Exclusive: 21 black leaders denounce the left’s lies about Georgia election law

Twenty-one civil rights leaders and prominent black conservatives defended Georgia’s new election law in a letter to the U.S. Senate Judiciary Committee, rejecting opponents’ comparisons to Jim Crow laws.

“It has become clear that even well-intentioned critics of the law simply have no idea what the law is,” the black leaders write in the letter, adding:

It is clear they have no idea how favorably Georgia’s new law compares with most other states—including President Biden’s home state of Delaware. And it is clear they have no idea that a majority of black voters across the country support the key provision under attack by critics—the simple requirement that voters be able to identify themselves when voting. This is the same simple requirement needed to pick up baseball tickets or board a plane—activities hardly as important as voting.

The Senate Judiciary Committee is holding a hearing Tuesday titled “Jim Crow 2021: The Latest Assault on the Right to Vote.” Stacey Abrams, the Democrat who lost the last governor’s race in Georgia, is among those scheduled to testify against the state’s new voting law.

President Joe Biden—who represented Delaware in the U.S. Senate for 36 years—recently referred to the Georgia law as “Jim Crow in the 21st century.”

Factually, the term Jim Crow laws refers to state and local laws in the segregated South that existed from after the Civil War until at least the mid-1960s.

The Georgia law requires voters to present identification in submitting absentee ballots, such as a driver’s license number; codifies ballot drop boxes; and expands weekend voting. It slightly reduces the number of days for early voting from 19 to 17 and gives voters an earlier deadline to mail absentee ballots.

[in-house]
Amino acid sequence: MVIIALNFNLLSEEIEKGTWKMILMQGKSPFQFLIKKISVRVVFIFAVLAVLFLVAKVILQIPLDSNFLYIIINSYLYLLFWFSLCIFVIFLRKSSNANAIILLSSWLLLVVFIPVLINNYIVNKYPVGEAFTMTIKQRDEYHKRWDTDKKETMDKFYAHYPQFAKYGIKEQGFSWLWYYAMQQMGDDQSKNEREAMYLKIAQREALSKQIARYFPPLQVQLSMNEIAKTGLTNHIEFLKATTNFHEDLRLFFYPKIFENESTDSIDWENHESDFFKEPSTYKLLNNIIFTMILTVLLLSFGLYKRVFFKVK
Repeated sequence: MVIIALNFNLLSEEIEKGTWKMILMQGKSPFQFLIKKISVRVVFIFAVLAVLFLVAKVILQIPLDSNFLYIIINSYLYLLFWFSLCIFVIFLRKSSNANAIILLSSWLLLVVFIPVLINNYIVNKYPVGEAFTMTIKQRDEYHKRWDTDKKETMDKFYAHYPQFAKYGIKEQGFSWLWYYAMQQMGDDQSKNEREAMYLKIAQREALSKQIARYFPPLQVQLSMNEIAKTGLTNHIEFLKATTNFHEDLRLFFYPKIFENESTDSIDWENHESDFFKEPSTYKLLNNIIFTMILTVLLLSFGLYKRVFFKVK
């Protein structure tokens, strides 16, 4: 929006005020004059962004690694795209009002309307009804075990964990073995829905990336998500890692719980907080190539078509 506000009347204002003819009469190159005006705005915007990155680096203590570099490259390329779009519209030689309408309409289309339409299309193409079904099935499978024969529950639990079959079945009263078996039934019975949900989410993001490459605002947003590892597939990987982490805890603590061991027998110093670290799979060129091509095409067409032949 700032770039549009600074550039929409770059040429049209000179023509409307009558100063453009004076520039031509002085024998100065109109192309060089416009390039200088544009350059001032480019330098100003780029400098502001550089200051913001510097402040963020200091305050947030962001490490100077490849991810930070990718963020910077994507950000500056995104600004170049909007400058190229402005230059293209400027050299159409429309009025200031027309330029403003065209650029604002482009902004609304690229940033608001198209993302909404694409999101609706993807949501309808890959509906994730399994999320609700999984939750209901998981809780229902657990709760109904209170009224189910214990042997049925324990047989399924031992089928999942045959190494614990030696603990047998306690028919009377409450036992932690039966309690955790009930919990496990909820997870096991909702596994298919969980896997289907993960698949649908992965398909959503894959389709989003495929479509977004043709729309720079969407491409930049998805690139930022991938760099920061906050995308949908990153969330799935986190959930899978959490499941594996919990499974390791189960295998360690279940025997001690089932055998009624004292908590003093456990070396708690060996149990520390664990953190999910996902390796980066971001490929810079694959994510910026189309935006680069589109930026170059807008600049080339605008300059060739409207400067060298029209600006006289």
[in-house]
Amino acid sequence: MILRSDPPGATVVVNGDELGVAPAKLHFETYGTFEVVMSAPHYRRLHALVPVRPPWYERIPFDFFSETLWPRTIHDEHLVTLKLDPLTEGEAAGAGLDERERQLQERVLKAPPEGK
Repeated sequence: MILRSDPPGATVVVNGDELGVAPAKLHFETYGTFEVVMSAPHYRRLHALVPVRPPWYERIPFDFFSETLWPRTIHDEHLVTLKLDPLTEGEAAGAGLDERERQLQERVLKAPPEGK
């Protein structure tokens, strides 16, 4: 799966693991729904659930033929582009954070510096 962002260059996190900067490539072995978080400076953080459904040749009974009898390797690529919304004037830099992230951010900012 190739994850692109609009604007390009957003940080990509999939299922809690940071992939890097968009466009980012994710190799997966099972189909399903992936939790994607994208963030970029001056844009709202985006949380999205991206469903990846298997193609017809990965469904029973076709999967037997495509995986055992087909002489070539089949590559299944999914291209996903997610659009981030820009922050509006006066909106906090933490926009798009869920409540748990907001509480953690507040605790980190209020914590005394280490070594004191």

Signatories from Georgia include the Rev. Alveda King, niece of the Rev. Martin Luther King Jr. and head of Alveda King Ministries; Michael Lancaster, director of the Frederick Douglass Foundation; and Vernon Jones, who, like King, is a former Georgia state representative.

Also among the 21 signers is Heritage Foundation President Kay C. James, who grew up amid segregation. (The Daily Signal is the multimedia news organization of The Heritage Foundation.)

“They have tarred with the brush of racism people whose only sin is a desire for confidence in our elections,” the black leaders’ open letter says.

Their letter takes exception to mischaracterizations of the Georgia law, which they call a “proper, honest step in reforming the election process”:

To compare today’s policy differences with the literal life and death struggle of previous generations is to diminish those heroes’ struggle, sacrifice, and enormous accomplishments. It is past time for today’s generation to come together in an honest, civil, and straightforward way to protect these shared values of voter access and election integrity. It should be easy to vote and hard to cheat.

Jim Crow laws restricting voting required poll taxes or arbitrary “tests” for black voters before they could cast a ballot, including requiring them to guess accurately the number of jelly beans in a jar.

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